Public Health Emergency: Zika Virus

Zika virus is becoming more of a concern in travelers from South America, the Caribbean, and Latin America, especially in pregnant women. Prior to 2015, the only cases of Zika outbreaks were concentrated in areas of Africa, Southeast Asia, and the Pacific Islands. However, the Pan American Health Organization (PAHO) reported the first confirmed Zika virus in Brazil on May 2015. The World Health Organization has declared Zika virus a public health emergency of international concern. Currently, there are no reported localized transmission of Zika in the United States except for the Commonwealth of Puerto Rico. Thus far, the Commonwealth of Virginia has reported one case of imported Zika virus from a traveler.

So why are we concerned about this?

  • With the summer Olympics taking place in Brazil this year, it is important to be aware of this virus due to increased exposure to people traveling to areas infected with the Zika virus. Here are a few of the most commonly asked questions about the Zika virus from the Centers for Disease Control and Prevention (CDC).

What is Zika virus disease?

  • Zika is caused by the Zika virus, which is transmitted through the bite of Aedes species of mosquito, the most common type of mosquito in Virginia. The virus may be further transmitted through sexual contact and blood transfusions, as well as an infected pregnant mother to her unborn child.

What are symptoms?

  • Fever, rash, joint pain, and red eyes. Usually the symptoms are mild and begins 2 to 7 days after the bite of an infected mosquito. Most people don’t even realize that they are infected by this virus.

What population should be more concerned about this virus?

  • Pregnant women (in any trimester) are at high risk because of serious birth defects associated with this virus such as microcephaly (a baby’s head is smaller than expected when compared to babies of the same sex and age) and worse pregnancy outcomes.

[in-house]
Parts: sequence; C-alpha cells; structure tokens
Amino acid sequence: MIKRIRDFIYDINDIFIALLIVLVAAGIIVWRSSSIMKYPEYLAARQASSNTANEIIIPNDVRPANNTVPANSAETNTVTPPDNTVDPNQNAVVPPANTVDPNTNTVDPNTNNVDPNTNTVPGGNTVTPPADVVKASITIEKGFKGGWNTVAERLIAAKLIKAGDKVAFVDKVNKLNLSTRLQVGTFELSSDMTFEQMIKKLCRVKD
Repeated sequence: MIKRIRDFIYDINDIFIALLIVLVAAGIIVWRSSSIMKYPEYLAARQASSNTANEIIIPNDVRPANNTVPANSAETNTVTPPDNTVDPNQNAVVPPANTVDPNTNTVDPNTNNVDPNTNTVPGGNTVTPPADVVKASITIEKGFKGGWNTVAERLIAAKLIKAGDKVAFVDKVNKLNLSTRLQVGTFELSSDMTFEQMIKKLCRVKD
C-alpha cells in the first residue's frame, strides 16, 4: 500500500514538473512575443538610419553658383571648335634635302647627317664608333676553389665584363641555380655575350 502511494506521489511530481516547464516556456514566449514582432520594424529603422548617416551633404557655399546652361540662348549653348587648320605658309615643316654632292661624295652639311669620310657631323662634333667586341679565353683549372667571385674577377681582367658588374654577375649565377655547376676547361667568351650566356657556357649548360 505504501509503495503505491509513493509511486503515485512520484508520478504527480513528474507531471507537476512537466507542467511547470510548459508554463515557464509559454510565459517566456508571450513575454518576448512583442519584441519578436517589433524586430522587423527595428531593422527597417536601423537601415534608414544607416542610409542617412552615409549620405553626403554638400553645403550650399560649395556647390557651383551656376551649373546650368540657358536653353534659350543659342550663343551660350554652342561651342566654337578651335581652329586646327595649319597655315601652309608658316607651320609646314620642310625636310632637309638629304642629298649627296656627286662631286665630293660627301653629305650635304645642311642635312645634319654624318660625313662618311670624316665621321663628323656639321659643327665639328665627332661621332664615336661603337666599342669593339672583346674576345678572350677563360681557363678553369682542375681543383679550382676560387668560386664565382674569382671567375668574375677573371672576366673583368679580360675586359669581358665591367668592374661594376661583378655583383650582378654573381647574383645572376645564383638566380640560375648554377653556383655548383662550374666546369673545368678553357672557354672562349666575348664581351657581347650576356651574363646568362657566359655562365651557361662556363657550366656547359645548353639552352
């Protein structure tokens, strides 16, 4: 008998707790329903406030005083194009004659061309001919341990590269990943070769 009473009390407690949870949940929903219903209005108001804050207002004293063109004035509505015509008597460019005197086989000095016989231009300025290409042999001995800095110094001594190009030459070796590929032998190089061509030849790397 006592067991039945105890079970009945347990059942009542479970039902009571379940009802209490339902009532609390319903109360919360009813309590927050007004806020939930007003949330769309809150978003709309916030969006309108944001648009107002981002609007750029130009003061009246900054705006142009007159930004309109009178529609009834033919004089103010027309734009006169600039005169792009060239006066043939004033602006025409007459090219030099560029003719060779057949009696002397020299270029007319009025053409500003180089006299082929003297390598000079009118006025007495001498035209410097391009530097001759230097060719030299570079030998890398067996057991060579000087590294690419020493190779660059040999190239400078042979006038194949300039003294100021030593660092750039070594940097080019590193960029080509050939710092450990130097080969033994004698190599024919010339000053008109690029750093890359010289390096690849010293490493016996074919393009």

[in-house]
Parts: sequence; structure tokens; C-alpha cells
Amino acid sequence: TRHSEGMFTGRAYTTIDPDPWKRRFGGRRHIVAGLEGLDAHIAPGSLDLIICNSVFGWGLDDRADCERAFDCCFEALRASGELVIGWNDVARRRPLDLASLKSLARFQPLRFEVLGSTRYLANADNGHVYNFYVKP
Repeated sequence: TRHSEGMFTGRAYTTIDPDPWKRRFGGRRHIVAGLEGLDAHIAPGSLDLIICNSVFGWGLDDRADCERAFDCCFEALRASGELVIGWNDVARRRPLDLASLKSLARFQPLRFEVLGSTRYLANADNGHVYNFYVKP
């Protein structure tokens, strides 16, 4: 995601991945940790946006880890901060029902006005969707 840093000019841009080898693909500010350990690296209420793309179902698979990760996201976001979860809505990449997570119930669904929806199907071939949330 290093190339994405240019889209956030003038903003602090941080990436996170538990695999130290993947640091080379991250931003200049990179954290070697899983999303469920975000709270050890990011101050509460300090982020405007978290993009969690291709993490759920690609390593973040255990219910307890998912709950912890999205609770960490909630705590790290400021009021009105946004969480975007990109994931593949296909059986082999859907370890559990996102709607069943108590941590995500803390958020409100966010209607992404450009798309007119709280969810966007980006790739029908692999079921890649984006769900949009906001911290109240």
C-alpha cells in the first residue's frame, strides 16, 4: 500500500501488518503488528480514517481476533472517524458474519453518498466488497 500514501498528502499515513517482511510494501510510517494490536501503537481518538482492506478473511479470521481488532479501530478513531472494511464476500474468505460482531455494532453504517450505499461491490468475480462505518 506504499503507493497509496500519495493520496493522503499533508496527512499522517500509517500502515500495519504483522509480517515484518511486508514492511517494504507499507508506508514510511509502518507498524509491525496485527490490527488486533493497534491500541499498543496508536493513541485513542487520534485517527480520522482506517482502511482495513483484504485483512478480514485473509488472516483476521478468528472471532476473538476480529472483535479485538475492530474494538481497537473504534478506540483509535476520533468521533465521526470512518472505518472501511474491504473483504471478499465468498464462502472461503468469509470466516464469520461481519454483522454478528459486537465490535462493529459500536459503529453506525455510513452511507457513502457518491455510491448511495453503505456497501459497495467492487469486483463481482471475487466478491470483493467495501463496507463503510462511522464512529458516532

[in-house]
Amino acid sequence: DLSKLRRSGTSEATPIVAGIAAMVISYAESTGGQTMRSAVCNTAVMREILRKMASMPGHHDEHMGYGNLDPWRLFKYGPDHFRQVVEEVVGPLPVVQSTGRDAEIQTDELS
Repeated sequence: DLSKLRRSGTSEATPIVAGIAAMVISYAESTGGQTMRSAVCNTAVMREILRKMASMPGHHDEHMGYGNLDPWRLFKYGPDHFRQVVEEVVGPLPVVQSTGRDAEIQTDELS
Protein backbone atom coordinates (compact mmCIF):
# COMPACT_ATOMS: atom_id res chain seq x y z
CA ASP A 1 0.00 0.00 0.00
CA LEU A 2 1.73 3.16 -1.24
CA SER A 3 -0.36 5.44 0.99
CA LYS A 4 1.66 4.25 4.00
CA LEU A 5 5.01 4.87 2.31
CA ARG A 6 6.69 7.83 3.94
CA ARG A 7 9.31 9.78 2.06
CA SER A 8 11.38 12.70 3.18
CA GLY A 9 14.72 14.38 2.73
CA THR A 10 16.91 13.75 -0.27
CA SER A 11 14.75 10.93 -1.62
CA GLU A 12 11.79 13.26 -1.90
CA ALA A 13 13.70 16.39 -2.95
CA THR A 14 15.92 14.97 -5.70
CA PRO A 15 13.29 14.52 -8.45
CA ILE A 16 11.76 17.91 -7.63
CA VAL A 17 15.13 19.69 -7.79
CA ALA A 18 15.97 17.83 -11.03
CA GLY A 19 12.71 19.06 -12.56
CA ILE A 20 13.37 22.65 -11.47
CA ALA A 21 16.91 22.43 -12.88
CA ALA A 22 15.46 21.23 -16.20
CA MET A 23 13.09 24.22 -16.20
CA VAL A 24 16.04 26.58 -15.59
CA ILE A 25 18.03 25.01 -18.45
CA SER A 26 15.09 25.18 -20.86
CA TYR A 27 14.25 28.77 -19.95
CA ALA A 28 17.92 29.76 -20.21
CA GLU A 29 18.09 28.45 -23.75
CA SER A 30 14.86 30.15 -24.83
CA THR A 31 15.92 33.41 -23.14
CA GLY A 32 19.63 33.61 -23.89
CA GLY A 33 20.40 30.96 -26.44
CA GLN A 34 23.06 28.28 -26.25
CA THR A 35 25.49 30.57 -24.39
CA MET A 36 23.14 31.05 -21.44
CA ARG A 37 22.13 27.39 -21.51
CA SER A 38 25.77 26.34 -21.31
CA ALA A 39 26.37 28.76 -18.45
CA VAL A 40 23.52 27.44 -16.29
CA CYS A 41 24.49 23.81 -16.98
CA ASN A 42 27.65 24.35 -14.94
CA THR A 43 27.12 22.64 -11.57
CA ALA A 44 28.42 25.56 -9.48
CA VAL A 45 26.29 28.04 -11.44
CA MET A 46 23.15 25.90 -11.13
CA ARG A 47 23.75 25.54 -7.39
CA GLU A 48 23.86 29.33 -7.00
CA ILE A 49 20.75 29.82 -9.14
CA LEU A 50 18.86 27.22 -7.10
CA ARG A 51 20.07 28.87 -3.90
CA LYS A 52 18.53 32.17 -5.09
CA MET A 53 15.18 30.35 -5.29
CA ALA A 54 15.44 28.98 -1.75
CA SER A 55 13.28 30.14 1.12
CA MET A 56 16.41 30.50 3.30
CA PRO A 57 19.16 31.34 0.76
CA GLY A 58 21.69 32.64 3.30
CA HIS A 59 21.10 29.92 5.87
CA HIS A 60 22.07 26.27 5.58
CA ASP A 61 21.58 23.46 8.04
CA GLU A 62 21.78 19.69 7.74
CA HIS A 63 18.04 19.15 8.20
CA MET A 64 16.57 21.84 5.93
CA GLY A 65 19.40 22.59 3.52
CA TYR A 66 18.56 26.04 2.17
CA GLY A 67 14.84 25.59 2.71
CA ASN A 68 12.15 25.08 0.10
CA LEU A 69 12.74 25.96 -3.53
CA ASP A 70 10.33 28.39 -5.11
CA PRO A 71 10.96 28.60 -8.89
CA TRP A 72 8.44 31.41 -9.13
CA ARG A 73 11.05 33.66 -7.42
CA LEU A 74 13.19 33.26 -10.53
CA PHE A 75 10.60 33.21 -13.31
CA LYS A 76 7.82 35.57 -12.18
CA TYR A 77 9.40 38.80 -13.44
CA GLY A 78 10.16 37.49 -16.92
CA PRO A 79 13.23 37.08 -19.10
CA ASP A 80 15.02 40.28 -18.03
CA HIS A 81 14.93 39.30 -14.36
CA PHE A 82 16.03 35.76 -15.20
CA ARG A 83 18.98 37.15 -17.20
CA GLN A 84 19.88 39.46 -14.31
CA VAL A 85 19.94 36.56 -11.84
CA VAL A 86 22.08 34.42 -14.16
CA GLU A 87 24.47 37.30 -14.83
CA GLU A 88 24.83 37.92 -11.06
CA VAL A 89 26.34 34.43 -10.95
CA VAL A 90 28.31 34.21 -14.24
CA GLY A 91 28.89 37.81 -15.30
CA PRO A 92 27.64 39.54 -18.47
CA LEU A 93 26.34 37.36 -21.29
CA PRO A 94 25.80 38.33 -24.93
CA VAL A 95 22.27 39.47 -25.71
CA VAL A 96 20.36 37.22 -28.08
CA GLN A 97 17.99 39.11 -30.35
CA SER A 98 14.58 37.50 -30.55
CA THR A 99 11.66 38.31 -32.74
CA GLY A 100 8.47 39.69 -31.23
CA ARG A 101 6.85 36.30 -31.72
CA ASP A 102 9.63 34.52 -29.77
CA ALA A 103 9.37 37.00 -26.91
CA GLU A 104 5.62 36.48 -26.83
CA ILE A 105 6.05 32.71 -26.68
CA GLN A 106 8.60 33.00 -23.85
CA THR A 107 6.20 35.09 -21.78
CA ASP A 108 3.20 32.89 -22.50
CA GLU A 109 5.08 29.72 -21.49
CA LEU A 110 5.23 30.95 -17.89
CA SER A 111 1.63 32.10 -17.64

• Anyone traveling or living in an area with the Zika virus, including South America, the Caribbean, Latin America, Africa, Southeast Asia, and the Pacific Islands.

How do I prevent becoming infected with Zika?

  • There is no vaccine available to prevent or treat Zika virus
  • Pregnant women (in any trimester):
    • Consider postponing travel to an area with Zika virus transmission
    • If you must travel to one of these areas, talk to your doctor first and strictly follow steps to prevent mosquito bites
  • Avoid travelling to areas with high prevalence of Zika virus
  • Wear protective clothing such as long sleeves and long pants
  • Stay in places with air conditioning and window/door screens to keep mosquitos away
  • Use insect repellants containing at least 20% DEET

What treatment is available?

  • There is no specific treatment or vaccine for Zika virus
  • See health care provider immediately if you develop the symptoms of Zika virus
  • It is important to treat the symptoms that present with Zika virus:
    • Drink plenty of fluids (at least 64 ounces per day) to prevent dehydration
    • Get plenty of rest
    • Talk to your pharmacist or primary care physicians before you take any medications
    • Acetaminophen may be taken to reduce fever if suggested by your pharmacist or physician
    • Avoid taking non-steroidal anti-inflammatory medications such as ibuprofen or naproxen, or aspirin

What should I do if I think I have Zika?

  • See your healthcare provider if you have symptoms of Zika virus

Compiled by:

  • Agneta Liubinaite Filisetti and Chezka Mae “Mimi” Baker
  • VCU/ MCV Fourth year Pharmacy Students – PharmD Candidates 2016

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